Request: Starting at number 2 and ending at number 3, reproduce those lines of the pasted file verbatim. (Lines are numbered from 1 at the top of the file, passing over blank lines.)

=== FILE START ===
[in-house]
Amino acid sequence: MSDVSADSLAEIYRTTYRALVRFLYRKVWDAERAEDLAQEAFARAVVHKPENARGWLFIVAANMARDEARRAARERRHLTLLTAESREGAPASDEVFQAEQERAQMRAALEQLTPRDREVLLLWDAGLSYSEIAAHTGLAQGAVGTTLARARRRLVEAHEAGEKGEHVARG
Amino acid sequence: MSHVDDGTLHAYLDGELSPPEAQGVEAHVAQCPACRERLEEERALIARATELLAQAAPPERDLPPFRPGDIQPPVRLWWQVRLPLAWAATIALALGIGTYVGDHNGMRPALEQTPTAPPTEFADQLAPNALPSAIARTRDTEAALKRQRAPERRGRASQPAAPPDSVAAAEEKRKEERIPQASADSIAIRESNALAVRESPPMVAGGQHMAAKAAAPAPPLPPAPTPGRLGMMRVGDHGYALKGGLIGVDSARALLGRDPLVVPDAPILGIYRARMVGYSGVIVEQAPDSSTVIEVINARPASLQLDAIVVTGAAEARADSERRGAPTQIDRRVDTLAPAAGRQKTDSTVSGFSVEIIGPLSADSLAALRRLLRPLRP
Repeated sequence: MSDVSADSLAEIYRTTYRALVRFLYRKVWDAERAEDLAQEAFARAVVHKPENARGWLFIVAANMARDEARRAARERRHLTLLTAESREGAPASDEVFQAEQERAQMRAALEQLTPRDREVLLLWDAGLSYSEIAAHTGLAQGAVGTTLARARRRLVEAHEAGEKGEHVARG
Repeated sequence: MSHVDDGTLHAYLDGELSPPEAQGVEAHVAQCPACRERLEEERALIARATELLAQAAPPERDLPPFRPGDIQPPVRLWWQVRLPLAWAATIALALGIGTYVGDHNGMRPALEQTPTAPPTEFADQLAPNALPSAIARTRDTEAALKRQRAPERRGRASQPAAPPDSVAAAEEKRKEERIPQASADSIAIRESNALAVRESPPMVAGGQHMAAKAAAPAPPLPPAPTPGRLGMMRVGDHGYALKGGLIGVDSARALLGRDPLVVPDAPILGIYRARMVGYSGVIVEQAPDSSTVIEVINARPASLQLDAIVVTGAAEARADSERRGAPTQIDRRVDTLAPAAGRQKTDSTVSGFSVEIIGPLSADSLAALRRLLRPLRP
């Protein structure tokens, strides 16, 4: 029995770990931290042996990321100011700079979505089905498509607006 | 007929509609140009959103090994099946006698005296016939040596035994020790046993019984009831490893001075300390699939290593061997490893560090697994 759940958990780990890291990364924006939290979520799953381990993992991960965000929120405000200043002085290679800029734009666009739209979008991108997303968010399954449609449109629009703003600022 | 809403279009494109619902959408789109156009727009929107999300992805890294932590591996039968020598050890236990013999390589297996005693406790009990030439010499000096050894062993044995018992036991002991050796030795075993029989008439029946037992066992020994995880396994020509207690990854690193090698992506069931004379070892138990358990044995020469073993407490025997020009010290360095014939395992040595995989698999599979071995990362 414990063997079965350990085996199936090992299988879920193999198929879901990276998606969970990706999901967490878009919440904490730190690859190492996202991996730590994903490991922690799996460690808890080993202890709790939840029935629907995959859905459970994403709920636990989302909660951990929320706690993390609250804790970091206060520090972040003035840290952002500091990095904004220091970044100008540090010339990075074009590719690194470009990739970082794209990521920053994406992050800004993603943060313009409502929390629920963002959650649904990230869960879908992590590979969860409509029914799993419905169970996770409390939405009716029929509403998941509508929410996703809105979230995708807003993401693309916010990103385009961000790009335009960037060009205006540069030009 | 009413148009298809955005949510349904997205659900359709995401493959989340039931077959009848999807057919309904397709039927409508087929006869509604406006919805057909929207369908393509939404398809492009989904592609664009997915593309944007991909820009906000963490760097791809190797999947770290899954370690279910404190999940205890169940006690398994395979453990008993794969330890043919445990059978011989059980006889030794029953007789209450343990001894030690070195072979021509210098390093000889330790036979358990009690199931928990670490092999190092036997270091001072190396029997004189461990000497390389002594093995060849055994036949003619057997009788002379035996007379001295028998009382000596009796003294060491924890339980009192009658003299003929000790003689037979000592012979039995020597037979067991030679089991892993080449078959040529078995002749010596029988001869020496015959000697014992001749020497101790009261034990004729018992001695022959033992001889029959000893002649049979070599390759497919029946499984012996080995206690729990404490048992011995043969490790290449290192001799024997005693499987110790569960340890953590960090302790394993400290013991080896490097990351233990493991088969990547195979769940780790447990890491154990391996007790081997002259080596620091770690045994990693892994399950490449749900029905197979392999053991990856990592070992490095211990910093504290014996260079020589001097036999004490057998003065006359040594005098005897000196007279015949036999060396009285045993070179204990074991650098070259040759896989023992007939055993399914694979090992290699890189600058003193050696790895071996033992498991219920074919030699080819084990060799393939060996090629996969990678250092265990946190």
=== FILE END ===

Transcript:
Amino acid sequence: MSDVSADSLAEIYRTTYRALVRFLYRKVWDAERAEDLAQEAFARAVVHKPENARGWLFIVAANMARDEARRAARERRHLTLLTAESREGAPASDEVFQAEQERAQMRAALEQLTPRDREVLLLWDAGLSYSEIAAHTGLAQGAVGTTLARARRRLVEAHEAGEKGEHVARG
Amino acid sequence: MSHVDDGTLHAYLDGELSPPEAQGVEAHVAQCPACRERLEEERALIARATELLAQAAPPERDLPPFRPGDIQPPVRLWWQVRLPLAWAATIALALGIGTYVGDHNGMRPALEQTPTAPPTEFADQLAPNALPSAIARTRDTEAALKRQRAPERRGRASQPAAPPDSVAAAEEKRKEERIPQASADSIAIRESNALAVRESPPMVAGGQHMAAKAAAPAPPLPPAPTPGRLGMMRVGDHGYALKGGLIGVDSARALLGRDPLVVPDAPILGIYRARMVGYSGVIVEQAPDSSTVIEVINARPASLQLDAIVVTGAAEARADSERRGAPTQIDRRVDTLAPAAGRQKTDSTVSGFSVEIIGPLSADSLAALRRLLRPLRP